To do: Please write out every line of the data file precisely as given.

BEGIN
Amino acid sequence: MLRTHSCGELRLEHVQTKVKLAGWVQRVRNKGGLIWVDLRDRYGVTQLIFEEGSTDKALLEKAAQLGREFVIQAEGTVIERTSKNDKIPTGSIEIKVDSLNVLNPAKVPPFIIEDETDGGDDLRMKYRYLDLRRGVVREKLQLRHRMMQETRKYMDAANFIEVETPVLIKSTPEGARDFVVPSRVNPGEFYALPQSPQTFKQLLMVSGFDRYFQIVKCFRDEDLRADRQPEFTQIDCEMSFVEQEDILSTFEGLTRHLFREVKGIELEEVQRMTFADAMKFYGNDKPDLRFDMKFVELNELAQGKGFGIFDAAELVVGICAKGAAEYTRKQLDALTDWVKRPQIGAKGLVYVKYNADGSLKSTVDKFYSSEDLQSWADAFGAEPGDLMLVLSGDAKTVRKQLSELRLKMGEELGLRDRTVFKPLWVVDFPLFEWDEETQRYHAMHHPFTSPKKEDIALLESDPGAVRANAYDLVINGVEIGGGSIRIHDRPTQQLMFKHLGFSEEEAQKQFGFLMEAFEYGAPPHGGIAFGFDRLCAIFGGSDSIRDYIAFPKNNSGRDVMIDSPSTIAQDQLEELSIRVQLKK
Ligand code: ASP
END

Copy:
Amino acid sequence: MLRTHSCGELRLEHVQTKVKLAGWVQRVRNKGGLIWVDLRDRYGVTQLIFEEGSTDKALLEKAAQLGREFVIQAEGTVIERTSKNDKIPTGSIEIKVDSLNVLNPAKVPPFIIEDETDGGDDLRMKYRYLDLRRGVVREKLQLRHRMMQETRKYMDAANFIEVETPVLIKSTPEGARDFVVPSRVNPGEFYALPQSPQTFKQLLMVSGFDRYFQIVKCFRDEDLRADRQPEFTQIDCEMSFVEQEDILSTFEGLTRHLFREVKGIELEEVQRMTFADAMKFYGNDKPDLRFDMKFVELNELAQGKGFGIFDAAELVVGICAKGAAEYTRKQLDALTDWVKRPQIGAKGLVYVKYNADGSLKSTVDKFYSSEDLQSWADAFGAEPGDLMLVLSGDAKTVRKQLSELRLKMGEELGLRDRTVFKPLWVVDFPLFEWDEETQRYHAMHHPFTSPKKEDIALLESDPGAVRANAYDLVINGVEIGGGSIRIHDRPTQQLMFKHLGFSEEEAQKQFGFLMEAFEYGAPPHGGIAFGFDRLCAIFGGSDSIRDYIAFPKNNSGRDVMIDSPSTIAQDQLEELSIRVQLKK
Ligand code: ASP